Are any other adjectives subject to this strange rule, which requires that they be used attributively and in passing in order to make a particular interpretation possible? Yes: adjectival swearwords.
(Warning: If you don’t like seeing unprintable words in print, you might want to stop reading right now.)
Steven Pinker pointed out some years ago (here) that “Drown the fucking cat is certainly not interchangeable with Drown the cat which is fucking.” In other words, for fucking to be interpreted in the maledictive rather than the copulatory sense, it must be attributive rather than predicative. (Did I just write that sentence? Somebody kill me.) As with poor, this is something that non-native speakers don’t automatically understand; a Taiwanese man whose English is otherwise very good once said to me, “Excuse my French, Mr. Tychonievich, but these journalists are just so fucking!”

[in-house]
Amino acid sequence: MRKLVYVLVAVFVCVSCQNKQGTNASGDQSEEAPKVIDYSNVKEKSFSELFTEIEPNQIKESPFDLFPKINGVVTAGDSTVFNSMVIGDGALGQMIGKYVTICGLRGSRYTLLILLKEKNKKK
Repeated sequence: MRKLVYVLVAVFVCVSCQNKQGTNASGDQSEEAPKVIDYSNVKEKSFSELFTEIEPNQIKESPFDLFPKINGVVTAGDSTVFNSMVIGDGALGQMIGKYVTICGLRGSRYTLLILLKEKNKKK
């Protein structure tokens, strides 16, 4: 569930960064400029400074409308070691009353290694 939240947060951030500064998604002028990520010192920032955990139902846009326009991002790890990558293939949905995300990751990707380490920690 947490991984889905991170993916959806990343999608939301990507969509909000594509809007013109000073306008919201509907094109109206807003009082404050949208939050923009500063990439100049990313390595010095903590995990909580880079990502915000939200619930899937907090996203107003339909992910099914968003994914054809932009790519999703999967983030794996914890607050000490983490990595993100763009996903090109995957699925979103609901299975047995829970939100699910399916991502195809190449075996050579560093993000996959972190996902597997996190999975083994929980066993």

But, as with poor, the attributive/predicative distinction is not the whole story. Fucking also has three main senses, and to interpret it you need to consider not only its position in the sentence but also whether or not it is used in passing. Consider these examples:
- The journalist is fucking.
- Of course he can read and write. He’s a fucking journalist!
- That fucking journalist is always quoting me out of context.
The first sentence (predicative) can only have a sexual meaning. The second (attributive, but not used in passing) is neither a sexual reference nor a true curse, but is used merely for emphasis; it serves to underscore the word journalist without necessarily showing any contempt for the journalist in question. (You can even use fucking this way to emphasize good things, as in The man’s a fucking genius or My mother is a fucking saint.) Only the third sentence (attributive and used in passing) is a true malediction.